updates on sdg goal 15 in mauritiusMauritius is an island nation of 1.3 million people situated in the Indian Ocean about 700 miles to the east of Madagascar. The island is home to incredibly unique and rare species found nowhere else on the planet, although many have gone extinct in recent decades. One of Earth’s most famous extinct species, the dodo, was a flightless bird endemic to Mauritius. Unfortunately, updates on SDG Goal 15 in Mauritius reveal ongoing problems for biodiversity in the country.

The U.N. Sustainable Development Goal (SDG) 15, Life on Land, tracks each nation’s attempt to “protect, restore and promote sustainable use of terrestrial ecosystems, sustainably manage forests, combat desertification, and halt and reverse land degradation and halt biodiversity loss.” For this goal, Mauritius has the dire U.N. classification of “major challenges remain.” Still, valiant organizations are striving to protect the stunning species and ecosystems found in Mauritius. Here are four updates on SDG Goal 15 in Mauritius.

4 Updates on SDG Goal 15 in Mauritius

  1. The mean area protected in terrestrial sites is important to biodiversity. This statistic is particularly important in Mauritius’s case due to the array of endemic species found on the island. The average area protected for these crucial sites is just over 9%. However, limited protection poses major challenges for protecting biodiversity and preventing native species from going extinct. Despite the efforts of groups like the Mauritian Wildlife Foundation, the average protected area has risen by less than 1% since 2000. The fascinating species found within these habitats, like the extraordinary Mauritian flying fox, contribute to the beauty and wonder of the natural world. This may disappear if protected areas do not grow.
  2. Mauritius’ score on the Red List of species survival is getting worse. The Red List measures “the change in aggregate extinction risk across groups of species” with zero being the worst rating and one being the best. Mauritius comes in at 0.39 with its score decreasing steadily each year. Unfortunately, more and more species in Mauritius go extinct every year. There are, however, some success stories. For example, the Saint Telfair’s skink is an abnormally large species of skink (a type of lizard) only found on islands off the coast of Mauritius. The skink used to be dangerously near-extinct, with just 5,000 individuals. But the Mauritian Wildlife Foundation and the Durrell Wildlife Conservation Trust‘s careful recovery efforts have raised the population to 50,000 individuals. Thus, NGOs are fighting to save species from extinction in Mauritius.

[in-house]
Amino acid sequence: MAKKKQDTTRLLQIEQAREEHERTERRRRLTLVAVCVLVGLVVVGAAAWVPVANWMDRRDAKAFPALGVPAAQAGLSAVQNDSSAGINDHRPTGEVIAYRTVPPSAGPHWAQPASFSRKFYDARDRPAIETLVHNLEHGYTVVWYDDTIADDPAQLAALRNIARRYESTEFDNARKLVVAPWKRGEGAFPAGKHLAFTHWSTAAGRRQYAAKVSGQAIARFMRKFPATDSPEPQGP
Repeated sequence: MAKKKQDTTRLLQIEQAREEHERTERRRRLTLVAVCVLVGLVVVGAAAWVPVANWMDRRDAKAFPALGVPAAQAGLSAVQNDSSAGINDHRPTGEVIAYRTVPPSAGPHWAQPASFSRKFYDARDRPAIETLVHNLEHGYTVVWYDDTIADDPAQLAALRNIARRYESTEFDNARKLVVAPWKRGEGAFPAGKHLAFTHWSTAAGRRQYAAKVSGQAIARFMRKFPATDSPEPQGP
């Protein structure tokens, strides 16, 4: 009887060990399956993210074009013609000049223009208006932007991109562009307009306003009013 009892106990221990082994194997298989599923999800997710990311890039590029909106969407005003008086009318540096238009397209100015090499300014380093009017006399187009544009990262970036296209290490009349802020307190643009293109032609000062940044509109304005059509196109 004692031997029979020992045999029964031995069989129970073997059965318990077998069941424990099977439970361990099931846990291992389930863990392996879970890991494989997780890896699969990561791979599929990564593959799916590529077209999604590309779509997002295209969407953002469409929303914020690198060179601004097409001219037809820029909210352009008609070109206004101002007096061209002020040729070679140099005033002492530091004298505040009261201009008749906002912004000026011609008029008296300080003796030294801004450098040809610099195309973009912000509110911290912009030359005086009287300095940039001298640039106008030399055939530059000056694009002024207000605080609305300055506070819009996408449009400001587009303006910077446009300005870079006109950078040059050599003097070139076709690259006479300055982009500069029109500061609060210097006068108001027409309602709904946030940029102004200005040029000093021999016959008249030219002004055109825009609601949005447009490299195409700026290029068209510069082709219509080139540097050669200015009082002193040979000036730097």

3. Mauritius struggles with the effects of permanent deforestation. This phenomenon occurs when people cut down trees for urbanization or agriculture with no plan to re-plant them. Updates on SDG Goal 15 in Mauritius are the most positive for this statistic. However, challenges remain, as less than 2% of Mauritius’ original forest coverage survives. According to Douglas Adams in “Last Chance to See,” “[v]ast swathes of the Mauritius forest have been destroyed to provide space to grow a cash crop [sugar] which in turn destroys our teeth.” Thankfully, NGOs like Fondation Ressources et Nature are carrying out reforestation projects in Mauritian biodiversity hotspots. The One Million Trees Project also aims to plant one million trees in Mauritius by 2030.
  4. Imports threaten terrestrial and freshwater biodiversity in Mauritius. There is only one nation (Guyana) in the entire world that has a worse ranking than Mauritius in this category. Industrialized nations like the U.S., Canada, Japan and many E.U. countries also struggle with this goal. However, none come close to Mauritius’s ranking. Furthermore, imports that threaten biodiversity in Mauritius only compound the rest of the island’s ecological problems.

Moving Forward

Overall, the forecast for life on land and in Mauritius is grim. Biodiversity hotspots are severely threatened, leading to more species going extinct each year. Additionally, permanent deforestation decimates habitats, and Mauritians’ dependence on imports ravages native species. The country needs to make a concerted effort to save its amazing organisms and environments found nowhere else on Earth. Organizations like the Mauritian Wildlife Foundation are already doing this work, and they could use more international support if Mauritius is to progress on SDG Goal 15.

Spencer Jacobs
Photo: Needpix

mauritius oil spillMauritius is an island nation off the east coast of Africa with a population of fewer than 1.3 million people. In 2019, less than 1% of the population of Mauritius lived below the international poverty line. On July 25, the Japanese-owned oil tanker, the MV Wakashio, ran aground and leaked more than 1000 metric tons of oil into the waters at Pointe d’Esny near “two environmentally protected marine ecosystems and the Blue Bay Marine Park reserve.” As the international community comes together to assist in clean-up efforts, human hair could be a potential solution to the Mauritius oil spill.

Why the Mauritius Oil Spill Needs Urgent Aid

The economy of Mauritius relies heavily on tourism and ocean activities. The tourism industry makes up almost a quarter of the GDP, and another 10% comes from activities reliant on the water, such as fishing. Tourists visit the island nation for its beaches and marine life.  Since the waters surrounding the country are now polluted with oil, the MV Wakashio spill poses a serious threat to the economy of Mauritius as well as the natural environment.

The Science and History a Surprising Solution